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There should be a stricter immigration ban in countries where terrorist groups originate (US Pres

Trump’s ban on Muslim countries)

Good evening everyone, we the affirmative side submit that there should have a stricter immigration
ban in countries where terrorist groups originate hence, Donald Trump became the U.S. president on
January 20, 2017. He has long claimed that terrorists are using the U.S. refugee resettlement program to
enter the country. As a candidate Trump's "Contract with the American Voter" pledged to suspend
immigration from "terror-prone regions". Trump-administration officials then described the executive
order as fulfilling this campaign promise.

On Jan. 27, President Donald J. Trump issued his first executive order on immigration that temporarily
suspended the admission of refugees and barred citizens from seven countries that are predominantly
Muslim — Iraq, Iran, Syria, Somalia, Sudan, Libya and Yemen — from entering the U.S. on any visa.

Executive Order 13769 was created to protect the United States from foreign terrorists. Executive Order
13769, titled Protecting the Nation from Foreign Terrorist Entry into the United States, often referred to
as the Muslim banor the travel ban, was an executive order by United States President Donald Trump.
Except for the extent to which it was blocked by various courts, it was in effect from January 27, 2017,
until March 16, 2017, when it was superseded by Executive Order 13780. Executive Order 13769
lowered the number of refugees to be admitted into the United States in 2017 to 50,000, suspended the
U.S. Refugee Admissions Program (USRAP) for 120 days, suspended the entry of Syrian refugees
indefinitely, directed some cabinet secretaries to suspend entry of those whose countries do not meet
adjudication standards under U.S. immigration law for 90 days, and included exceptions on a case-by-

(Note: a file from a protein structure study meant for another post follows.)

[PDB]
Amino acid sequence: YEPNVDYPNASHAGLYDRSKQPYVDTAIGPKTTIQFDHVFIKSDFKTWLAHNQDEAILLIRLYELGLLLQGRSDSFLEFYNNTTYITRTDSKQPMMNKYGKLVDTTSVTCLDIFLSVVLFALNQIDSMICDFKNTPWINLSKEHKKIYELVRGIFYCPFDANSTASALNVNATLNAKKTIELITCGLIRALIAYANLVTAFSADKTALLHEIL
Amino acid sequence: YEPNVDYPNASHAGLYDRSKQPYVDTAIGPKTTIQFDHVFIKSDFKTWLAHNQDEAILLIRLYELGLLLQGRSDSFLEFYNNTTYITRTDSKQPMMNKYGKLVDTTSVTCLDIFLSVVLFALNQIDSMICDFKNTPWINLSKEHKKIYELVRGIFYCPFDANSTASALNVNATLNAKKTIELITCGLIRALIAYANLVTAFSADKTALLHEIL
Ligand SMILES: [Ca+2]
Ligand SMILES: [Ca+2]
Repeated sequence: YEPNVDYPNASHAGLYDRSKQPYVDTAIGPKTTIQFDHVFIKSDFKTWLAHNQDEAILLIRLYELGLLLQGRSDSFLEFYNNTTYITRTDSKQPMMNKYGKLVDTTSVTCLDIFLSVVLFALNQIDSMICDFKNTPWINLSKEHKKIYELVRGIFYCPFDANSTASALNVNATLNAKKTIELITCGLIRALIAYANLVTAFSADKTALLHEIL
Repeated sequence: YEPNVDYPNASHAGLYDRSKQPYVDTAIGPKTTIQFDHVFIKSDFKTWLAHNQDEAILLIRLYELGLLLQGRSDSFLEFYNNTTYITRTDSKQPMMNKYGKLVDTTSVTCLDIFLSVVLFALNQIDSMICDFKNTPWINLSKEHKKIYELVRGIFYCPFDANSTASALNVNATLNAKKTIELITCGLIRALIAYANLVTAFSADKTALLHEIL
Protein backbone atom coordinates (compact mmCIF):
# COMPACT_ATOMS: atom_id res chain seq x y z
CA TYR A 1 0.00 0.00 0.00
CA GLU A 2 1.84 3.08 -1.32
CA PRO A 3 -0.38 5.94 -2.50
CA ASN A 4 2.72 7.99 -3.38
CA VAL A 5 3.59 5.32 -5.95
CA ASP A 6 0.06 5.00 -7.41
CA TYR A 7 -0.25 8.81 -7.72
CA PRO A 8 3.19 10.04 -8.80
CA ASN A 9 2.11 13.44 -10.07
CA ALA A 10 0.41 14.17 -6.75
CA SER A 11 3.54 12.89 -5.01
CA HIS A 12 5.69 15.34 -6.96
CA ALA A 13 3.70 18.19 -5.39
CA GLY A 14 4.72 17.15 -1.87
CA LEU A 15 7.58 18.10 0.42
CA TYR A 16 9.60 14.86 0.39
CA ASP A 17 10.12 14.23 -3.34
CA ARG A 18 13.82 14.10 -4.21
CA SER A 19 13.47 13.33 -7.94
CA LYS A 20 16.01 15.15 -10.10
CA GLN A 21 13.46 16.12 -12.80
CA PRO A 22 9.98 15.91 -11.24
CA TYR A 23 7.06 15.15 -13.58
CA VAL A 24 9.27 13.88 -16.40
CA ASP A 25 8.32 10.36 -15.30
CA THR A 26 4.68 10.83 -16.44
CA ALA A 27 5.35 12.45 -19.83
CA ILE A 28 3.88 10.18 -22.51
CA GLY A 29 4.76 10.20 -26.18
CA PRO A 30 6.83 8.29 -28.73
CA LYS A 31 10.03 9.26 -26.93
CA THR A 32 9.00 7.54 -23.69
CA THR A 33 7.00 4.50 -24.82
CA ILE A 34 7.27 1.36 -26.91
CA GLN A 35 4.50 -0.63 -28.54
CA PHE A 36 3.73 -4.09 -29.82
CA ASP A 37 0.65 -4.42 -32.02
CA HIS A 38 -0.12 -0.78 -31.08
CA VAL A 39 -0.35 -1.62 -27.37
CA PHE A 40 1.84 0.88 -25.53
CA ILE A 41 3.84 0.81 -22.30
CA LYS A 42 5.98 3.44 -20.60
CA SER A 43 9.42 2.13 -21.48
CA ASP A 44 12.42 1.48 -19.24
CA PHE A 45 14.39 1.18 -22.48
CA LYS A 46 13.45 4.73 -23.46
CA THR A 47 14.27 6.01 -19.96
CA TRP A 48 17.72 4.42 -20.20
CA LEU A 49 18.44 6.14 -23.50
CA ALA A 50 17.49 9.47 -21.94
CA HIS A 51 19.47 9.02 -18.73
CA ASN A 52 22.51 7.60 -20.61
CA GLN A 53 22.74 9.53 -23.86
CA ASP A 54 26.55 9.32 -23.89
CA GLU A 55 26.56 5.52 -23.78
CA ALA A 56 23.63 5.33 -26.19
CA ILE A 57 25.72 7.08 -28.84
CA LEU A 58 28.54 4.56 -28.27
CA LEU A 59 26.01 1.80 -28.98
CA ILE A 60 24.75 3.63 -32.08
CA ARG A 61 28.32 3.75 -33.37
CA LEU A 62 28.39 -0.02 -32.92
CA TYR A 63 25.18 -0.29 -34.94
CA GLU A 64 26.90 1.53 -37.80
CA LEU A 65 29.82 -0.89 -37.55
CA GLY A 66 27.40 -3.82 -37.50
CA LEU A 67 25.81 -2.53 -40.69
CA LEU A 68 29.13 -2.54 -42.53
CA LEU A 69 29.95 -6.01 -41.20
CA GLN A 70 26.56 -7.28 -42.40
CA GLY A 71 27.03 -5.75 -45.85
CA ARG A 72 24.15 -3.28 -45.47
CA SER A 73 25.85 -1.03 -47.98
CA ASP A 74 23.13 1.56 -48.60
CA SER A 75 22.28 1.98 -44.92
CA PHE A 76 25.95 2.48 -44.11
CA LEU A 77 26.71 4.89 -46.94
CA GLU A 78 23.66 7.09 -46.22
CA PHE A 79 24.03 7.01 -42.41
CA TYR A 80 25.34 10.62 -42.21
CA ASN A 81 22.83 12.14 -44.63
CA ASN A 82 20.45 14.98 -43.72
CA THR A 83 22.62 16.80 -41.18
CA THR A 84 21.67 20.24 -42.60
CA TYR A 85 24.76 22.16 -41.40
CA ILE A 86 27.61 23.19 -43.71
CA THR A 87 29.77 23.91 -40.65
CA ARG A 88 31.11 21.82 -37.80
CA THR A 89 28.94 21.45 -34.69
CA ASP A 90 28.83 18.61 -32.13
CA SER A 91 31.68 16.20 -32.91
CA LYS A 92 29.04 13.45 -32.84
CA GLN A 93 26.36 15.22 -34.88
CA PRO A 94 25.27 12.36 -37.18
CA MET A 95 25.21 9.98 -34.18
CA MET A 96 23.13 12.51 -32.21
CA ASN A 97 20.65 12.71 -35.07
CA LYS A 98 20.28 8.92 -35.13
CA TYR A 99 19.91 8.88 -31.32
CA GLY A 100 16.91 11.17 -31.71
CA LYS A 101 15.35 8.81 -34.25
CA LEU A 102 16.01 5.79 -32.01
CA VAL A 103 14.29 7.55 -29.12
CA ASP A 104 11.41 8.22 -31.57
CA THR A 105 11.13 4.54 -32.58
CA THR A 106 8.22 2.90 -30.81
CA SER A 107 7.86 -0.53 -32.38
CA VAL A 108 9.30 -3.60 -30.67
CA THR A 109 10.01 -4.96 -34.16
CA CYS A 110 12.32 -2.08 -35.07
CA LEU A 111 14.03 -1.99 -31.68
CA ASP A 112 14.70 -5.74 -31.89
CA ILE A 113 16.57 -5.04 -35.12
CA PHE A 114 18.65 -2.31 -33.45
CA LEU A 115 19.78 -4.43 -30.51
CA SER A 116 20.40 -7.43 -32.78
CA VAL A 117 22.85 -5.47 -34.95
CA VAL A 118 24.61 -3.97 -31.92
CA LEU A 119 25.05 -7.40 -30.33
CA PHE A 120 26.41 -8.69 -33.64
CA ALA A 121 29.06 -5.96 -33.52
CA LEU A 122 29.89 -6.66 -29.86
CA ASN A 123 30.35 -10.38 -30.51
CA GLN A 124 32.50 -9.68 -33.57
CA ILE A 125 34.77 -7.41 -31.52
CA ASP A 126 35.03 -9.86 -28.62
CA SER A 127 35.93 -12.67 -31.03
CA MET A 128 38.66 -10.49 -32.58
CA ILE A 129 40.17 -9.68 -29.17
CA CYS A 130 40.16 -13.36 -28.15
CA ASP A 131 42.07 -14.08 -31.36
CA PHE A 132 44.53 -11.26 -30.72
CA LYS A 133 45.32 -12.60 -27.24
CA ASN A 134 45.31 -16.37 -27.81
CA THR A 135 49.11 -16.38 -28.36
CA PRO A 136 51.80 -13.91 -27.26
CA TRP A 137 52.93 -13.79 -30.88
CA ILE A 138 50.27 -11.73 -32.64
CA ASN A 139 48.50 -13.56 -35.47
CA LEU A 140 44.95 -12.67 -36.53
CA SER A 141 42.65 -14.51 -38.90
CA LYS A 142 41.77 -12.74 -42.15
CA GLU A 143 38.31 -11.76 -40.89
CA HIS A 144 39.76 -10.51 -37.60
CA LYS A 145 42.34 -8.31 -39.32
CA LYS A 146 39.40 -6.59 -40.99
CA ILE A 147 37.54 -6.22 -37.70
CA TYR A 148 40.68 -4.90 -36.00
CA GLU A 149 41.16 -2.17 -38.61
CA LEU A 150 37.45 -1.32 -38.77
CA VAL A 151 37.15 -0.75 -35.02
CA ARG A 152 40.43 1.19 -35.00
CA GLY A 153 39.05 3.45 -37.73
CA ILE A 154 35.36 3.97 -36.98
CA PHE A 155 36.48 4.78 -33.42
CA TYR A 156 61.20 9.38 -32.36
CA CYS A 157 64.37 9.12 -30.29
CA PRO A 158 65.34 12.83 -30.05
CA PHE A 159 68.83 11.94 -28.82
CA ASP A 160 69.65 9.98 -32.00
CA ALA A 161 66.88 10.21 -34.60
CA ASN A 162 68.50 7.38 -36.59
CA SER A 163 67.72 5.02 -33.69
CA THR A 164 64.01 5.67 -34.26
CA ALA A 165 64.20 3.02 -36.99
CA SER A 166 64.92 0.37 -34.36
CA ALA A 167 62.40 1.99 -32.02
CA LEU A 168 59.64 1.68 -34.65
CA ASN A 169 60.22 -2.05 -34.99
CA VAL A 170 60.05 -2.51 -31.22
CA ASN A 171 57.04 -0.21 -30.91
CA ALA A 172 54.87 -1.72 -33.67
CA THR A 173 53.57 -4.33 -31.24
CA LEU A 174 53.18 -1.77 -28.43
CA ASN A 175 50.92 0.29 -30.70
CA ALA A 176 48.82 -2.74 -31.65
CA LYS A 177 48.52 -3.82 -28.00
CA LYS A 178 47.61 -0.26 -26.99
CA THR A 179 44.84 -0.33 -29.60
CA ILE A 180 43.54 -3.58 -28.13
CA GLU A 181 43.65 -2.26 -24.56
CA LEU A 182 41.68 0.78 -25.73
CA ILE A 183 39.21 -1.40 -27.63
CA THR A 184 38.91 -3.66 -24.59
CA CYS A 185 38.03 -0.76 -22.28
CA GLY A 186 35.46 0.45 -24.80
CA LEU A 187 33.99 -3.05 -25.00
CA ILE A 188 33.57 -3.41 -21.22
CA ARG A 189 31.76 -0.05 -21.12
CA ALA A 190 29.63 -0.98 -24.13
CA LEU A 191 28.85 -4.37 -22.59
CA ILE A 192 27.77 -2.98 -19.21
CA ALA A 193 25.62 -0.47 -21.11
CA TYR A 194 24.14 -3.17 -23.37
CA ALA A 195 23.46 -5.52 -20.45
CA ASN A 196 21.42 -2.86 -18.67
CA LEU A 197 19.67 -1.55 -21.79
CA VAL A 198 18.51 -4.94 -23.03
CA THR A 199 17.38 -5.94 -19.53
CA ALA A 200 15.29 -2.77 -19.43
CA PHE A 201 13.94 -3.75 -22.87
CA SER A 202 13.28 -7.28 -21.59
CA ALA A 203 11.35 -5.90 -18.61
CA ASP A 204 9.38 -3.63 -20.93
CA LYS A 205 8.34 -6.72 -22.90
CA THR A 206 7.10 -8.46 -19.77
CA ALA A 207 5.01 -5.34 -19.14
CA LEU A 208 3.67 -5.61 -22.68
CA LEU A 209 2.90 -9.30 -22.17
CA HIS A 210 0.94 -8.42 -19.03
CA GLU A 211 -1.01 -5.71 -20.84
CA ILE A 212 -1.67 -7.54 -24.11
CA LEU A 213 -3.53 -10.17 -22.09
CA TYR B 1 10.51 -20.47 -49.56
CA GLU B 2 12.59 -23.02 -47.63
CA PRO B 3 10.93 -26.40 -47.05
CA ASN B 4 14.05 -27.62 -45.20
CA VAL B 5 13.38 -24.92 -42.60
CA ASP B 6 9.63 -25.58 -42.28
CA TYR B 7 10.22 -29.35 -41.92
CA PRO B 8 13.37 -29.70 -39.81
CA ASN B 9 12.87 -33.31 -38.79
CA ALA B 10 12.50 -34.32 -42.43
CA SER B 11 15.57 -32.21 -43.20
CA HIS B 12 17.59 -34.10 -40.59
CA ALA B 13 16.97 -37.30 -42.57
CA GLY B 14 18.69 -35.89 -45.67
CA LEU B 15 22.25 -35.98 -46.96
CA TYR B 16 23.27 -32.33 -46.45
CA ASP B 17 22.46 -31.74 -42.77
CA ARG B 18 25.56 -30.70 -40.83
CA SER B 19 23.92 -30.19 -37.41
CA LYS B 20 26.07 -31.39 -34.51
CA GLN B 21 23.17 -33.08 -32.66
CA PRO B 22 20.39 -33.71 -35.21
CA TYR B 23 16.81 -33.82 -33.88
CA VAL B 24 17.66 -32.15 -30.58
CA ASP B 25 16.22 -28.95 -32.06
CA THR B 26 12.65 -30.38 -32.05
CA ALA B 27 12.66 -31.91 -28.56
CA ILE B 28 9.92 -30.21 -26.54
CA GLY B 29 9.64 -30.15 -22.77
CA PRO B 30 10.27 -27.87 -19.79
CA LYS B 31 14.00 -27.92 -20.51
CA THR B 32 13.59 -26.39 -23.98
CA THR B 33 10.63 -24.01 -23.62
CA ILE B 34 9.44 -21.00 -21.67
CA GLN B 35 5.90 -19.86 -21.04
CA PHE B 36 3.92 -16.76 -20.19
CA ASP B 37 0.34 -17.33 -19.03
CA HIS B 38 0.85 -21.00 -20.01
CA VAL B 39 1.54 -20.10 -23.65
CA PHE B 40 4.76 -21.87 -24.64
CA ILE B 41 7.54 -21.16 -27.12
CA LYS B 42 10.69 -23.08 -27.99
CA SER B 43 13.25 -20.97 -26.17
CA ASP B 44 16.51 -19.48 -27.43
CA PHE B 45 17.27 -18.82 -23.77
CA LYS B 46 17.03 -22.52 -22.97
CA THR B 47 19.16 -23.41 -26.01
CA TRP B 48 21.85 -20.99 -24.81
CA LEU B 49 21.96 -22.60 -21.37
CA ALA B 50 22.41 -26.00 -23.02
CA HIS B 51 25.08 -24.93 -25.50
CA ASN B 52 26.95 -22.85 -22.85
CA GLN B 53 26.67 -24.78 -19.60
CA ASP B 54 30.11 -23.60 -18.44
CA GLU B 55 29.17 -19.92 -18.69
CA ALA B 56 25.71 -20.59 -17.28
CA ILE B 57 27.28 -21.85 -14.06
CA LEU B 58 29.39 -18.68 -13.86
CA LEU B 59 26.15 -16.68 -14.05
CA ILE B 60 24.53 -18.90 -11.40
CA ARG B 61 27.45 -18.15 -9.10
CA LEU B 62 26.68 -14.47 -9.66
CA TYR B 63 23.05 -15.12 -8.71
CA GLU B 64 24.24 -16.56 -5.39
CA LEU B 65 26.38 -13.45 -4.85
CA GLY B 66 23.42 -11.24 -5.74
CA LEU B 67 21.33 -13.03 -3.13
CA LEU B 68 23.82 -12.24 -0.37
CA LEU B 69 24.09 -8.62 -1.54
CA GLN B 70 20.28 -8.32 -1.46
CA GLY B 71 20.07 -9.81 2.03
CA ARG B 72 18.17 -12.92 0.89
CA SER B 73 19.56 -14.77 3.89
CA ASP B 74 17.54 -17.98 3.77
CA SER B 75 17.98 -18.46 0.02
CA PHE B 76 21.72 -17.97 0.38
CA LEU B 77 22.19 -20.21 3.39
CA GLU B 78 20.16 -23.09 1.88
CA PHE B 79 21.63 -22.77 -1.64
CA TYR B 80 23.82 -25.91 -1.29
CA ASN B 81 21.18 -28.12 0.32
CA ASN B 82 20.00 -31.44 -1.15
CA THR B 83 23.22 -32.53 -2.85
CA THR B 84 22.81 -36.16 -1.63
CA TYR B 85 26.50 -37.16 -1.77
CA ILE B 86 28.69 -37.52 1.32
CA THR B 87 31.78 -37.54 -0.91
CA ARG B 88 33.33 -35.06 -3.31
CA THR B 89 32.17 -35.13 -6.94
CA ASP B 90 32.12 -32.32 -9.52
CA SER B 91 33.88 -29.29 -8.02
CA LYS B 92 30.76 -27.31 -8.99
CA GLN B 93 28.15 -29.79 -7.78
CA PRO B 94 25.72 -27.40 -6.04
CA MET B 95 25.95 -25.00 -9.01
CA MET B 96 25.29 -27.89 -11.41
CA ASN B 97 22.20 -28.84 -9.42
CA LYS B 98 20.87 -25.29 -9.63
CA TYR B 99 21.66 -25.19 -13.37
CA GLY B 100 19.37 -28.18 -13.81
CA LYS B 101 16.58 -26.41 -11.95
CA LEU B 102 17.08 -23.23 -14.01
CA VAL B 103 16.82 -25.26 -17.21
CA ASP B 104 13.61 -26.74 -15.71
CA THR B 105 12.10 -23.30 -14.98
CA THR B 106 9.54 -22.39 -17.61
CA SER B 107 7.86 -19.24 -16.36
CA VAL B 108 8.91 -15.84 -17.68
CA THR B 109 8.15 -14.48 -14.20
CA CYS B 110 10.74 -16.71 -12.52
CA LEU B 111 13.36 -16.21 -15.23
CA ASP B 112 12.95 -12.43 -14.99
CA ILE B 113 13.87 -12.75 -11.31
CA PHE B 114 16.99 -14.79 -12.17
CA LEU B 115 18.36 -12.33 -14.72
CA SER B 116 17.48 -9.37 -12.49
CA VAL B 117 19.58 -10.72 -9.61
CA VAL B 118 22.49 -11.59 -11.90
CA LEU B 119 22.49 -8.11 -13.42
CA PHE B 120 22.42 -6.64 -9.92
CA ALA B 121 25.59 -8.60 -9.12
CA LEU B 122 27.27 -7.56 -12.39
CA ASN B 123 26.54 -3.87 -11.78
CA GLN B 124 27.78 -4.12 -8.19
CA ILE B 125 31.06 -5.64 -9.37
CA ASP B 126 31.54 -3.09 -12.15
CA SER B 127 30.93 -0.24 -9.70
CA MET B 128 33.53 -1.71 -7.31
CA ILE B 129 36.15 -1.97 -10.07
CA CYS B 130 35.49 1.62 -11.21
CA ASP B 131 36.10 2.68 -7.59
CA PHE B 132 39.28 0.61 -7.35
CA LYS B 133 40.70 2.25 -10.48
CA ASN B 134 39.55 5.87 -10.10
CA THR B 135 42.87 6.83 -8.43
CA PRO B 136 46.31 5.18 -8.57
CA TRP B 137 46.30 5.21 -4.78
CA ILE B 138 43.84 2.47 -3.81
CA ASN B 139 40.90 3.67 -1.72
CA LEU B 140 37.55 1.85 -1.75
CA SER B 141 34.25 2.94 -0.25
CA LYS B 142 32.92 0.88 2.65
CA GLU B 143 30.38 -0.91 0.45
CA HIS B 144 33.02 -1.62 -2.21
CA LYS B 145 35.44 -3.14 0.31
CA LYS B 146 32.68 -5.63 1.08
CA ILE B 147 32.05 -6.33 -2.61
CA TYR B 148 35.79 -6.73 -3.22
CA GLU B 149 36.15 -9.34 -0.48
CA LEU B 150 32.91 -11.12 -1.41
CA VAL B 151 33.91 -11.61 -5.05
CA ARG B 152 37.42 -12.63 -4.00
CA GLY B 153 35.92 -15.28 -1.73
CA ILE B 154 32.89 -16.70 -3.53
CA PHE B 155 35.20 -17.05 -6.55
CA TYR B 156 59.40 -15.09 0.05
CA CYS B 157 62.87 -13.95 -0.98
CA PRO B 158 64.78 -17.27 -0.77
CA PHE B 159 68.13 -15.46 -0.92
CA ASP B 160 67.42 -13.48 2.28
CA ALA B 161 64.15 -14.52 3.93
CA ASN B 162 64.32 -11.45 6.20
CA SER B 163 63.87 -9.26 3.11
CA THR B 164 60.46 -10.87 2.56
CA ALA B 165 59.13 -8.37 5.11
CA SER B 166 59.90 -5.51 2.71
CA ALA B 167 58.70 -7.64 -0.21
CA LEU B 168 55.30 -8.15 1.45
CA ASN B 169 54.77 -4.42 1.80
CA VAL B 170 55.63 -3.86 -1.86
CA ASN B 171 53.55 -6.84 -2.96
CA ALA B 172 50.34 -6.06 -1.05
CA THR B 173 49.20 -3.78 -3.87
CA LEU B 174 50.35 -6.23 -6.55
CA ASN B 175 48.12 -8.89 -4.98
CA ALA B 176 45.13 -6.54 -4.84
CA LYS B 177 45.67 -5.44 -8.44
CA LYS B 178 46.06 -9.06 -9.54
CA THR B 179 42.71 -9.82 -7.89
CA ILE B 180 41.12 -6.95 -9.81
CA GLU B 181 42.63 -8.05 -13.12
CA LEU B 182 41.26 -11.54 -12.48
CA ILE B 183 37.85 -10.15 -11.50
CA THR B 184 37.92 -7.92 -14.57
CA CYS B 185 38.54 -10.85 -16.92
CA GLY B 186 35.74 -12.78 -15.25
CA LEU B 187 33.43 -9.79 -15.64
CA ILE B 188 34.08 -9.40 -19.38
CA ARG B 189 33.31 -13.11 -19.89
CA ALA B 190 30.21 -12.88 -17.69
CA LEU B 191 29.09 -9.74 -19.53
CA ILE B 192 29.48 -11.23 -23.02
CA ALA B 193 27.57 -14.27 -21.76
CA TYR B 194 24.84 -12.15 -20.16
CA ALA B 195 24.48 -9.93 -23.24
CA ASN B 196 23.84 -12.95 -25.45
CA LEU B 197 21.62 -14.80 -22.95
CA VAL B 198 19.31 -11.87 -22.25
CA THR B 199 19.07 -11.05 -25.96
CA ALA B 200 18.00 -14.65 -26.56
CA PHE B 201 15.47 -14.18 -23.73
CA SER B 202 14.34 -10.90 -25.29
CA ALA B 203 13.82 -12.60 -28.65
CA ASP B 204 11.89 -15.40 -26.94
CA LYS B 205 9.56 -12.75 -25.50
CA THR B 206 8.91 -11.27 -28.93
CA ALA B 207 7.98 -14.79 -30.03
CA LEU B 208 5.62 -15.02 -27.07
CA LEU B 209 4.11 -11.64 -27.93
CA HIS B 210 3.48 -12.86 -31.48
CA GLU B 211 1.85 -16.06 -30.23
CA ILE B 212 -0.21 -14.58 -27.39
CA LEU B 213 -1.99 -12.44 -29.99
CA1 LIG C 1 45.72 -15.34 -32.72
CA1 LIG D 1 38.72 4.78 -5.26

case basis. Homeland Security lists these countries as Iran, Iraq, Libya, Somalia, Sudan, Syria, and Yemen.
More than 700 travelers were detained, and up to 60,000 visas were "provisionally revoked".

It is the President’s sacred duty to take action to ensure that those seeking to enter our country will not
harm the American people.

The ruling affirms the legality of the President’s actions, and will allow the federal government to ensure
the security of the United States.

The Supreme Court ruled that the Presidential Proclamation “is squarely within the scope of Presidential
authority” and notes that it is “expressly premised on legitimate purposes.”

The Presidential Proclamation is making the United States, and countries around the world, safer by
restricting travel from countries that don’t meet minimum security and information-sharing standards.

The Proclamation helps ensure that foreign governments provide the United States with the information
needed to vet their nationals.

After an evaluation of nearly 200 countries, the President imposed travel restrictions on nationals from
Chad, Iran, Libya, North Korea, Syria, Venezuela, Yemen, and Somalia.
The Presidential Proclamation followed a worldwide review conducted by the Department of Homeland
Security, in consultation with the Department of State and other agencies, to assess the information the
United States needs to confirm the identity of and the potential security threat posed by individuals
seeking to enter the country.

As the Supreme Court majority noted, the Proclamation is “limited to countries that were previously
designated by Congress or prior administrations as posing national security risks.”

In order to protect Americans, the United States must ensure that those admitted to this country do not
bear hostile attitudes toward it and its founding principles. The United States cannot, and should not,
admit those who do not support the Constitution, or those who would place violent ideologies over
American law.